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State v. Lewis

Court of Appeals of Missouri, Eastern District, First Division

April 28, 2015

STATE OF MISSOURI, Respondent,
v.
JAMES W. LEWIS, Appellant

Page 630

Appeal from the Circuit Court of Warren County. Honorable Wesley Dalton.

Casey Allen Taylor, Columbia, MO, for appellant.

Evan Joseph Buchheim, Jefferson City, MO, for respondent.

CLIFFORD H. AHRENS, Judge. Lawrence E. Mooney, P.J., concurs. Lisa Van Amburg, J., dissents in separate opinion.

OPINION

Page 631

CLIFFORD H. AHRENS, JUDGE.

James Lewis appeals the trial court's judgment after a jury convicted him of second-degree robbery and resisting arrest. We affirm the judgment of Lewis's convictions and sentences and remand the case with instructions to the trial court to correct nunc pro tunc a clerical error in the written judgment.

Background

At 10:30 p.m. on April 6, 2014, Lee Ann Wise was standing at her car in a grocery store parking lot when Lewis approached her from behind, stole her purse, and ran away. Police Officer Houston heard the dispatch and was in the area. He soon spotted Lewis and attempted to stop him. Lewis fled and was apprehended by a cyclist until Houston caught up. Lewis continued to resist arrest as Houston attempted to secure him in handcuffs. Wise's purse was later recovered nearby.

The State charged Lewis with second-degree robbery and resisting arrest. At trial, Wise testified that Lewis " bumped" her shoulder and " yanked" her purse away from her. Another witness testified that he " nudged" her. A third witness testified that there was a " slight" struggle. Houston testified that Lewis had outstanding warrants. During closing arguments, defense counsel suggested that Lewis might have fled from Houston due to those warrants and not the robbery. In rebuttal argument, the State disclosed that the warrants were traffic-related, though that fact wasn't in evidence.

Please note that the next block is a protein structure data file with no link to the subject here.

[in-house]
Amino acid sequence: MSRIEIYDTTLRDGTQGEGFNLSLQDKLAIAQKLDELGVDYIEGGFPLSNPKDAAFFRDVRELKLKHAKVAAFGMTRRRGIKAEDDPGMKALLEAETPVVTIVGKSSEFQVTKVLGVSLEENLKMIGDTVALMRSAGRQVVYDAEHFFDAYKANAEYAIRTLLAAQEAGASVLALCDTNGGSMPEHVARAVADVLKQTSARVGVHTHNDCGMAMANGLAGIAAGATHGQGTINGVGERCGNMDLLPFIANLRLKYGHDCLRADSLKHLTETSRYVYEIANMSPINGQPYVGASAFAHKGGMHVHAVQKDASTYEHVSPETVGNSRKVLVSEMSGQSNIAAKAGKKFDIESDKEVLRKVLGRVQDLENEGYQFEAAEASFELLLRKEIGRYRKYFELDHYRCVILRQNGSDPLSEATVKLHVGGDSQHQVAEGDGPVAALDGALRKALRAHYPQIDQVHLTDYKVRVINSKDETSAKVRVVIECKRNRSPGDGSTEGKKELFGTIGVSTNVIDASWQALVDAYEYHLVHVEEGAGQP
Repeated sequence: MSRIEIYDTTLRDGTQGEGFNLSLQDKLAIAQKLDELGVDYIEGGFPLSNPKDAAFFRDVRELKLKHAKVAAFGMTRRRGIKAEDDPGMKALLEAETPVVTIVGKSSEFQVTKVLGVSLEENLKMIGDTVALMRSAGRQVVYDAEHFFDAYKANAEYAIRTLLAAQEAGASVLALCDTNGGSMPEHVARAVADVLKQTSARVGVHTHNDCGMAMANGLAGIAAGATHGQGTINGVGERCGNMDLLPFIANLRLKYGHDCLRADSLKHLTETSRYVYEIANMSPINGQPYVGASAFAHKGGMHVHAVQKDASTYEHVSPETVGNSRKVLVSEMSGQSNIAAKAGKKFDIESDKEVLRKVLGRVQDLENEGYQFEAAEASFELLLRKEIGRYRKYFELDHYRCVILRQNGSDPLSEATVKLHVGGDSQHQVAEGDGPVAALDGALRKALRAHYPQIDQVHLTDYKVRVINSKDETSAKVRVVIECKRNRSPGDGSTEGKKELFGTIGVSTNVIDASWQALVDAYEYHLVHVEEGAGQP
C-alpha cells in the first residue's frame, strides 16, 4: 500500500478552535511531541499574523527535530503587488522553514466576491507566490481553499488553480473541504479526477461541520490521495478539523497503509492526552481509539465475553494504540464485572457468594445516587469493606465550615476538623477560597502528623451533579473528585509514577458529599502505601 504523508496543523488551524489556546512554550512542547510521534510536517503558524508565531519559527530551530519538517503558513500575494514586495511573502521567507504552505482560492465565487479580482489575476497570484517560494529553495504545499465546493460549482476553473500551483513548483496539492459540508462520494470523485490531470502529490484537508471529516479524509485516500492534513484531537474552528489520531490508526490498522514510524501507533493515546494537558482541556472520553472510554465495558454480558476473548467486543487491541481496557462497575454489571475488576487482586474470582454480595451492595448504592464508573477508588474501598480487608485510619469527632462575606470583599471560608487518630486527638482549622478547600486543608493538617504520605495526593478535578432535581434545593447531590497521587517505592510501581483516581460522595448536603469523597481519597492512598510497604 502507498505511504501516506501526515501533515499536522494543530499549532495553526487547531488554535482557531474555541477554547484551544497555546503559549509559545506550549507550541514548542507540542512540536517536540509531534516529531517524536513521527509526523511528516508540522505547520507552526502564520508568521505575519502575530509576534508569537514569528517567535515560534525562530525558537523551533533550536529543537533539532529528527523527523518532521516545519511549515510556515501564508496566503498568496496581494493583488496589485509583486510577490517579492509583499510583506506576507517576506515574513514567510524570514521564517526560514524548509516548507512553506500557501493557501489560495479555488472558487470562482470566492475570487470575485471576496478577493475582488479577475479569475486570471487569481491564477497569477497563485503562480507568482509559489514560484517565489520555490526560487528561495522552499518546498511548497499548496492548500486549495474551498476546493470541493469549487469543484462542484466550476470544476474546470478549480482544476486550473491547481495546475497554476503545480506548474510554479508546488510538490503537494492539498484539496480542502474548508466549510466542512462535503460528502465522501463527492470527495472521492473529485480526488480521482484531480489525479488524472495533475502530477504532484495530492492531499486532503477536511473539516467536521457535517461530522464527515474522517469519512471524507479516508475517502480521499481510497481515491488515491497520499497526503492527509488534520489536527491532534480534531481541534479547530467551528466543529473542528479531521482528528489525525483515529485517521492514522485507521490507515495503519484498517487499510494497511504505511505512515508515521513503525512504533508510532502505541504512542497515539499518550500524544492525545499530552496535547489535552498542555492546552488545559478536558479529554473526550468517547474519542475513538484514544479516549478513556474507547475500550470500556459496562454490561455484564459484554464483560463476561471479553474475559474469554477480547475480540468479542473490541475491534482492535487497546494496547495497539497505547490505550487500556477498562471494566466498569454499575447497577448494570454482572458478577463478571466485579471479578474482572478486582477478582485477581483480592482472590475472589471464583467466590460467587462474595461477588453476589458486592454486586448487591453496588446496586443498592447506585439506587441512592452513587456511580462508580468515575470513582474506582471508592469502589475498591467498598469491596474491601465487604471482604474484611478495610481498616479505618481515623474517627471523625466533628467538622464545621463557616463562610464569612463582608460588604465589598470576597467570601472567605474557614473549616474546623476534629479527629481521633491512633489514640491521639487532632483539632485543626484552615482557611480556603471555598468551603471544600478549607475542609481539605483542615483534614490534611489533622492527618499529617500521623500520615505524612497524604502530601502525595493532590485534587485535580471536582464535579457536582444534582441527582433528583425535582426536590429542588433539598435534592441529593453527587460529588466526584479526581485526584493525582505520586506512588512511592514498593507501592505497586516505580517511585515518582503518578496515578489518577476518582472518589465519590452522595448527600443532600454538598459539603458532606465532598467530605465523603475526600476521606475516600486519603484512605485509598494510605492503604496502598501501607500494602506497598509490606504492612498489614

The jury found Lewis guilty of both counts. The trial court sentenced him as a prior and persistent offender to consecutive prison terms of 30 years for robbery and 7 years for resisting arrest. On appeal, Lewis asserts that the trial court erred by: (1) denying his motion for acquittal, because the evidence was insufficient to establish that he used physical force, an element of robbery, and (2) failing to declare a mistrial or give a curative instruction after the State's disclosure about Lewis's warrants.

As a clerical matter, the trial court's written judgment omitted its factual finding, supported by the record, that Lewis was not only a prior offender but also a persistent offender. The State requests correction of the written judgment nunc pro tunc to accurately reflect Lewis's status as a prior and persistent offender.

Analysis

Physical Force

First, Lewis contends that the evidence was insufficient to prove that he used physical force. Our review is limited to " whether, after viewing the evidence in a light most favorable to the prosecution, any rational trier of fact could have found the essential elements of the crime beyond a reasonable doubt." State v. Bateman,318 S.W.3d 681, 687 (Mo. 2010). The Court does not act as a super juror with veto powers but gives great deference to the trier of fact, ...


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